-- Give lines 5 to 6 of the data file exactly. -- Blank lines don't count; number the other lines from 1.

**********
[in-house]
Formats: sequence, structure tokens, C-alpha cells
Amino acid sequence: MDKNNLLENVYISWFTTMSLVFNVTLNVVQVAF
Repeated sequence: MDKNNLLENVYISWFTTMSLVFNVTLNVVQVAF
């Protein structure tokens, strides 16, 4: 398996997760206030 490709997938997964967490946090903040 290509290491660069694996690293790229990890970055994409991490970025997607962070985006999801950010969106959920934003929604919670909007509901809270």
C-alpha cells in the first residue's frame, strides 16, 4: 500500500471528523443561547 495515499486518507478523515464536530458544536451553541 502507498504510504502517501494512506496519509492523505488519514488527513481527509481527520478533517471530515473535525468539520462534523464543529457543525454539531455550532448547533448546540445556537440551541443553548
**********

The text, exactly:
């Protein structure tokens, strides 16, 4: 398996997760206030 490709997938997964967490946090903040 290509290491660069694996690293790229990890970055994409991490970025997607962070985006999801950010969106959920934003929604919670909007509901809270």
C-alpha cells in the first residue's frame, strides 16, 4: 500500500471528523443561547 495515499486518507478523515464536530458544536451553541 502507498504510504502517501494512506496519509492523505488519514488527513481527509481527520478533517471530515473535525468539520462534523464543529457543525454539531455550532448547533448546540445556537440551541443553548